Upstate Economic Development – Part Two

(#259) – Energy policy is no longer the exclusive realm of distant bureaucrats and energy companies.  As indicated last week, in NYS access to significant funding of local and regional economic development focuses on the energy sector of the economy and has very prescribed requirements. At the heart of this initiative is the commitment of government to take climate change and the economic realities of the post-peak era of fossil fuels seriously.

The Climate Smart Communities Pledge is a statewide initiative to help municipalities, business and residents to engage in cost effective efforts to reduce fossil fuel use.  It provides a range of strategies to organize and collect fossil fuel data, develop plans for reduction in fossil fuel use and accurately measure the results of their efforts. Outcomes from this initiative include:

  1. reduced cost of operation of municipal buildings and vehicles
  2. savings on energy use by residents and businesses
  3. promotion of job creation and new business development
  4.  safer, more comfortable and efficient homes, businesses and municipal buildings.

Sullivan County has signed the Climate Smart Communities Pledge and has developed a Roadmap to Climate Action Planning.  Its Office of Sustainable Energy has developed user-friendly tools and measures, customized for our specific local needs based on a pilot project.  These tools and measures as well as technical assistance for planning and implementation are now available to every town and its residents.  Towns that sign the Climate Smart Communities Pledge and develop Climate Action Plans as outlined above, will receive preferred status as municipal or business applicants for projects such as a new fire house, town hall or truck garage or retrofits of these and other buildings as well as funding for vehicles using alternative fuels and the infrastructure to support this transition.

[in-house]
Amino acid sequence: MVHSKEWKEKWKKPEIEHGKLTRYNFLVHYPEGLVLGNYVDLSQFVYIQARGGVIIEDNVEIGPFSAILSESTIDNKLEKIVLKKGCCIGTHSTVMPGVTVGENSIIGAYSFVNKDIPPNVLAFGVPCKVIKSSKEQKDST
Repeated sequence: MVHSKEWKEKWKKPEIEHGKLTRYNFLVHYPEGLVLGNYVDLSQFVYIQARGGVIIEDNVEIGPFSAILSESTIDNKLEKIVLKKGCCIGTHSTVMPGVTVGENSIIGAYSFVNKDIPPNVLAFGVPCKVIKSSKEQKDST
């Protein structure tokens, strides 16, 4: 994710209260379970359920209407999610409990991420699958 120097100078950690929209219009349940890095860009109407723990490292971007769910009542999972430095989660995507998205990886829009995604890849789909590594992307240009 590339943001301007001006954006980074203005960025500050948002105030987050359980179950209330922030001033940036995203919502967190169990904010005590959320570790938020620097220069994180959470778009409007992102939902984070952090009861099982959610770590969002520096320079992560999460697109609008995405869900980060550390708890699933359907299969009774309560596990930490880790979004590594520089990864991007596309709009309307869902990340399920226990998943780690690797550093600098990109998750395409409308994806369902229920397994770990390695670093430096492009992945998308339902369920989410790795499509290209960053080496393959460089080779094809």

The radical reduction in the cost of solar electric panels and their increasing efficiency as well as their well known ease of installment, provide another major new development possibility. Towns and private owners hold large numbers of land tracts that are marginal for productive use.  These could become municipal or private cooperative solar electric farms that generate large amounts of clean, renewable energy.  Participation by citizens in a municipal solar power utility could be voluntary and have a variety of different financial benefits under the umbrella of a locally managed electricity district.

Cheaper, cleaner and smarter energy would attract new business and save subscribers money. If several towns decided to form a regional corporation to develop local power authorities, light industry to fabricate the solar system parts would come with their good paying jobs. All of the other sectors of the local economy would benefit.  Bio-mass energy production projects with their combined heat and electricity generation would become a reality and provide not only safe and more affordable energy but income to our farmers and forest land owners.

By June, a county-wide Climate Action Advisory Board will be appointed. Stay tuned for news on its meeting schedule.  This month, form your town Climate Action Plan group or urge an already formed town group to sign the Climate Smart Communities Pledge. If you need or want help, call 807-0578.

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